Last minute protests prevent drone purchase
Dec 5, 2012
A county Sheriff’s department in California that planned to buy and operate a surveillance drone has been forced to suspend the idea, and possibly scrap it altogether after privacy advocates fought tooth and nail in opposition.
The Oakland Tribune reports that the American Civil Liberties Union stepped in earlier this week to prevent the Alameda County Sheriff’s office from acquiring the drone using grant money from the California Emergency Management Agency.
“…the Sheriff’s Office was asking the supervisors on Tuesday to approve a $31,646 grant to help pay for a drone, indicating that the department was far closer to acquisition than they had led the public to believe.” the newspaper reports.
As County supervisors prepared to vote on accepting the grant money Tuesday, ACLU attorney Linda Lye said that the proposal would pave the way for police “spying,” adding that the sheriff is “not taking privacy issues seriously.”
The latest protests, following months of sustained opposition from civil rights attorneys and anti-drone activists including The Electronic Frontier Foundation, prompted the sheriff’s department and County board supervisors to rethink and postpone the plan.
Undersheriff Richard Lucia told supervisors that the department will wait until the plan has been “fully vetted publicly” and explicit authorization has been provided to proceed with the drone purchase.
Describing the inclusion of the drone plan on the agenda of the regular board meeting as “an oversight”, Lucia said that the $31,646 in grant money would either be sent back to Cal EMA or be used for something else should supervisors block the drone acquisition.
The Sheriff’s department wants to become the first law enforcement agency in the state to officially deploy technology previously used to hunt insurgents in Afghanistan.
Sheriff Gregory Ahern of Alameda County says he wants a 4-foot wing span, 4-pound drone, armed with a live camera.
Despite official assurances that the drone would only be used for search and rescue efforts, the Sheriff has previously suggested that the drone could be used to hunt for marijuana farms, and “track suspects with guns,” referring to such operations as “proactive policing.”
The device can also be fitted with thermal imaging devices that would allow police to see inside buildings, as well as license plate readers and laser radar.
An internal memo from the Sheriff’s Office dated July 20 also indicated that the department identified uses for the drone, including monitoring barricaded suspects, investigative and tactical surveillance, intelligence gathering, tracking suspicious persons and overseeing large crowd control disturbances.
After Congress passed the Federal Aviation Administration reauthorization earlier this year, requiring the FAA to permit the operation of drones weighing 25 pounds or less, observers predicted that anything up to 30,000 spy drones could be flying in U.S. skies by 2020.
As we reported in October, the Department of Homeland Security announced in a solicitation that it would be testing small spy drones at Fort Sill, Oklahoma, signaling that the devices will be used for “public safety” applications in the near future.
Much larger drones are already being used in law enforcement operations across the country. The most infamous case involved the Brossart family in North Dakota, who were targeted for surveillance with a Predator B drone last year after six missing cows wandered onto their land. Police had already used the drone, which is based at Grand Forks Air Force Base, on two dozen occasions beforehand.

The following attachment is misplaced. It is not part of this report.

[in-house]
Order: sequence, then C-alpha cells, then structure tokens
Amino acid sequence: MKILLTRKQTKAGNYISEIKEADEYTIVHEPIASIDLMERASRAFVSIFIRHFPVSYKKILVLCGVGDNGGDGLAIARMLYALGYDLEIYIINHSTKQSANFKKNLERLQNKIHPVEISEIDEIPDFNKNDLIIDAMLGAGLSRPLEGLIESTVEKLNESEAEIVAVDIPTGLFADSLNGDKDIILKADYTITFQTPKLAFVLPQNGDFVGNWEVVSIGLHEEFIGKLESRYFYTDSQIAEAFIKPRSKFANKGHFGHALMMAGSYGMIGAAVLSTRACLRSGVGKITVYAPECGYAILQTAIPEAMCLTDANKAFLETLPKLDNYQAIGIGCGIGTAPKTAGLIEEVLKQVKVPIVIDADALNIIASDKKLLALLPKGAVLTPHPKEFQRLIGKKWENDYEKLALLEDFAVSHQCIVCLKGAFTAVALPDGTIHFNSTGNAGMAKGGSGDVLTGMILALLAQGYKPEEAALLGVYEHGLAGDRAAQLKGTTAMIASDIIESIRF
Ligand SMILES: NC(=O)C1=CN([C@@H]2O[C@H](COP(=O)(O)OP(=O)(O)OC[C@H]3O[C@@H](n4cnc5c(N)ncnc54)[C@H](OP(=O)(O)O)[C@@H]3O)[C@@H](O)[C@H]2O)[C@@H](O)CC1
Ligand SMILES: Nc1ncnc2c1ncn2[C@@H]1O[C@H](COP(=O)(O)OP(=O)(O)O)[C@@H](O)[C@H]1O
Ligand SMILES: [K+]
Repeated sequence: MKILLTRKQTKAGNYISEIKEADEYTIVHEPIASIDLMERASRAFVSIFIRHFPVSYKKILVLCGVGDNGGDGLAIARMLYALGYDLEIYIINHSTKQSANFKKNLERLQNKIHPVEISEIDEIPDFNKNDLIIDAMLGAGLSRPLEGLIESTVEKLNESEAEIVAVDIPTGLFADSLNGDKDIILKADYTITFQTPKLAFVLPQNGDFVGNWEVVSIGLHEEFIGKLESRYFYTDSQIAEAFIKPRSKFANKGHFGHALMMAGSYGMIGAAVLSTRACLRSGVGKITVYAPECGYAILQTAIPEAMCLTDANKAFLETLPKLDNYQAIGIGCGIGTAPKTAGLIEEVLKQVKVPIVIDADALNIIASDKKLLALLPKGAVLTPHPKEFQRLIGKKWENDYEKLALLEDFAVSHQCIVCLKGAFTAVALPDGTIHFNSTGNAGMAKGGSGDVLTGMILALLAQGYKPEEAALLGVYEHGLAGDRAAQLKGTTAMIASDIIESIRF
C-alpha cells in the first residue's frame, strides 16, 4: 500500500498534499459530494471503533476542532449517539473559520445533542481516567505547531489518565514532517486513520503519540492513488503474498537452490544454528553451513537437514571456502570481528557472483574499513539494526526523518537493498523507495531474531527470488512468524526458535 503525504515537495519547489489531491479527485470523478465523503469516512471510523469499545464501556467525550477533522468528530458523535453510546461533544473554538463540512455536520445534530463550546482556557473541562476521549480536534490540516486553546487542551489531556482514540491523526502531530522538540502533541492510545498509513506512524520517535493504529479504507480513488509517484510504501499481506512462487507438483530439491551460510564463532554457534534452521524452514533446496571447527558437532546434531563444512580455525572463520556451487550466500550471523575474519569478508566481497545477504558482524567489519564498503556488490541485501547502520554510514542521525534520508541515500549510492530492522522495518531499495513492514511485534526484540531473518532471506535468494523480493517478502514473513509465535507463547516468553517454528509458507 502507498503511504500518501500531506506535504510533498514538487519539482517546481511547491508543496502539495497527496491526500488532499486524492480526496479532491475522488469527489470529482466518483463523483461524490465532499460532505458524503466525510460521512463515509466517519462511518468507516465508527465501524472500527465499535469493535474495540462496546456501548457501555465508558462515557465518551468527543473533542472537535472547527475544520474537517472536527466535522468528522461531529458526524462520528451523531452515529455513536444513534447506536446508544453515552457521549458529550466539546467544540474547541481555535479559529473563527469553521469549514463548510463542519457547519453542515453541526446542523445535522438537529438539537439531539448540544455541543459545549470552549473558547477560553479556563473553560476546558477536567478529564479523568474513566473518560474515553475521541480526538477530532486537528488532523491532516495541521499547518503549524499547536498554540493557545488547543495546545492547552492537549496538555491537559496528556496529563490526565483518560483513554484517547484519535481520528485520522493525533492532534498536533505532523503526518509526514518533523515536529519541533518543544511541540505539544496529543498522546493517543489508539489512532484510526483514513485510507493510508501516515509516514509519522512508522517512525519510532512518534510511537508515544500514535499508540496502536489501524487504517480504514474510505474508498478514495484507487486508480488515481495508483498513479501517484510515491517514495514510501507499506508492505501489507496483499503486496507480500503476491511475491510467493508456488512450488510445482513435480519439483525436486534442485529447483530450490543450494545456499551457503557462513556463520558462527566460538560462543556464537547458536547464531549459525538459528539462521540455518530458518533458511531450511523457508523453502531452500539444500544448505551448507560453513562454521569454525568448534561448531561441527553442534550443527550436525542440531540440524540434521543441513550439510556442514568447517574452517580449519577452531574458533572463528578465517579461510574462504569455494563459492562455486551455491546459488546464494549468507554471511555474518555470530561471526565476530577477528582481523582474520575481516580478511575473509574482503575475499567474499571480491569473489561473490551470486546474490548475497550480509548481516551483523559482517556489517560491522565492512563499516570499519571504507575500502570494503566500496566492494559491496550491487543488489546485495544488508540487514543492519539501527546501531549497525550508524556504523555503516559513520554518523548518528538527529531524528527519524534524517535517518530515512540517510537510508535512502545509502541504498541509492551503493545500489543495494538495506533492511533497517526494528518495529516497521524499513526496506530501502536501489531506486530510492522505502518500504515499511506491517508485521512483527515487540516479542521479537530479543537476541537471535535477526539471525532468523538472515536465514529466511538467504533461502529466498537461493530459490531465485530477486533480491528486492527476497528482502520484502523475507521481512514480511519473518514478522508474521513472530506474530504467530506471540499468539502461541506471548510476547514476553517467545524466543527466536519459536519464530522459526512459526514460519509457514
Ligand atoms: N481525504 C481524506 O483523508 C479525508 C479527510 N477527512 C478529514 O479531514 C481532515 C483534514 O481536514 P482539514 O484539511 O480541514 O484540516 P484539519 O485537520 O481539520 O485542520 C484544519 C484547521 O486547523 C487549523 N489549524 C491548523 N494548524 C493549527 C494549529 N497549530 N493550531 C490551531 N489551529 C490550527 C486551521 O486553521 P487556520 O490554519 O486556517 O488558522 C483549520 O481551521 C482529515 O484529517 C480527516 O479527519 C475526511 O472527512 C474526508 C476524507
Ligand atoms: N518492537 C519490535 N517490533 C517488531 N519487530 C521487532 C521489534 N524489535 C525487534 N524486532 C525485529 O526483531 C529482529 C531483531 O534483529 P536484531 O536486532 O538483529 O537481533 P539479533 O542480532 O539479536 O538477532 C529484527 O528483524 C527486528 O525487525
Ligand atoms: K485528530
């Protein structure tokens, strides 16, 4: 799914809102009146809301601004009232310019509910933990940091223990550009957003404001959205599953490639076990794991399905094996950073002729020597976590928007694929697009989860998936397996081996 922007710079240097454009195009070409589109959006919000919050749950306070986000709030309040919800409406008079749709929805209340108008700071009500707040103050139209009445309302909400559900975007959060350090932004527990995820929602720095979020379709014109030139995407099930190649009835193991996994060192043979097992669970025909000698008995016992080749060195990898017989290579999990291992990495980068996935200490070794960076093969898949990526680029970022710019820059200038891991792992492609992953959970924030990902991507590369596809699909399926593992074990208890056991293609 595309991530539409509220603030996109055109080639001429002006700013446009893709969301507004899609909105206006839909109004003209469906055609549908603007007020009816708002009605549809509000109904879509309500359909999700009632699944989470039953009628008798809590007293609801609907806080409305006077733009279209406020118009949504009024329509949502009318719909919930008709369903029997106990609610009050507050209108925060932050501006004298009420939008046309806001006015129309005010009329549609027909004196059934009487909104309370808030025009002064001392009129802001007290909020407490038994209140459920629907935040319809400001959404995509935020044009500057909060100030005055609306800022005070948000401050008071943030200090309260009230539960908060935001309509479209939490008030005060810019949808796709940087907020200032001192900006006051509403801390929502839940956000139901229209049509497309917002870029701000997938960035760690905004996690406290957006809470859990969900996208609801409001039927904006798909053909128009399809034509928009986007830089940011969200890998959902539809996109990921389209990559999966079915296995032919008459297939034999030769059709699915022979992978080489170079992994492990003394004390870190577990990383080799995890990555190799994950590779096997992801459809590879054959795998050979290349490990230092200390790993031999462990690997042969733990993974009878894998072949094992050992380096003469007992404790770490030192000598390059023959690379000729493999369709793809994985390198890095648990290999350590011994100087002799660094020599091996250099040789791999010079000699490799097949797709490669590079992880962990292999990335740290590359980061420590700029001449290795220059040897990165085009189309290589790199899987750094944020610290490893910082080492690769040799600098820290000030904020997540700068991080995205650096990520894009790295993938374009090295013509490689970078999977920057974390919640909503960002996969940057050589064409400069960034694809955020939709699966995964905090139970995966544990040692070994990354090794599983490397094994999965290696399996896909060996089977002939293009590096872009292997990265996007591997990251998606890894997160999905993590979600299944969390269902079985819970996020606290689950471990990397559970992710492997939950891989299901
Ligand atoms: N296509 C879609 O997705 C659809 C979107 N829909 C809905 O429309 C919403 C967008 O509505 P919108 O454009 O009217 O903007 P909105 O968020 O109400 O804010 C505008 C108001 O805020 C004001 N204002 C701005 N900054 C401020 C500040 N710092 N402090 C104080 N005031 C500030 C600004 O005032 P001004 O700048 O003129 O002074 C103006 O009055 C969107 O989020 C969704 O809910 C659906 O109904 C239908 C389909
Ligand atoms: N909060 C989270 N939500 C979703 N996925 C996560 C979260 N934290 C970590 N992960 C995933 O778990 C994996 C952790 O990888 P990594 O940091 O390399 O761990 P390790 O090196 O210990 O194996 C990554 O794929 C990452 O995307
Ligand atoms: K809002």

Police departments are also attempting to get approval to use surveillance blimps that hover over cities and watch for “suspicious activity.”
The U.S. Army recently tested a football field-sized blimp over the city of New Jersey. The blimp can fly for a period of 21 hours and “is equipped with high-tech sensors that can monitor insurgents from above.”
Recently released FAA documents obtained by the Center for Investigative Reporting revealed that the FAA gave the green light for surveillance drones to be used in U.S. skies despite the fact that during the FAA’s own tests the drones crashed numerous times even in areas of airspace where no other aircraft were flying.
The documents illustrate how the drones pose a huge public safety risk, contradicting a recent coordinated PR campaign on behalf of the drone industry which sought to portray drones as safe, reliable and privacy-friendly.
Infowars.com is announcing the first ever drone mob event on Saturday, December 8, 2012 at Zilker Park, 2100 Barton Springs Road, in Austin, Texas. Alex is also announcing a $1000.00 prize for the best drone video filmed at the event. Participants will have two weeks to upload their videos to YouTube for consideration. Rules to follow. The exact time and Zilker park location will be sent out via Twitter, so be sure to follow us @PrisonPlanet for more details. Can’t make it to Austin for the event? Join the conversation on Twitter and use the hashtag ‘#DroneMob’ to spread the word and post drone articles, photos and more.
Stand up for your freedom December 8, 2012 with Infowars: #DroneMob.
Alex is also announcing a $1000.00 prize for the best drone video filmed at the event. Participants will have two weeks to upload their videos to YouTube for consideration. Rules to follow.
The exact time and Zilker park location will be sent out via Twitter, so be sure to follow us @PrisonPlanet for more details. Can’t make it to Austin for the event? Join the conversation on Twitter and use the hashtag ‘#DroneMob’ to spread the word and post drone articles, photos and more.
Steve Watson is the London based writer and editor for Alex Jones’ Infowars.com, and Prisonplanet.com. He has a Masters Degree in International Relations from the School of Politics at The University of Nottingham in England.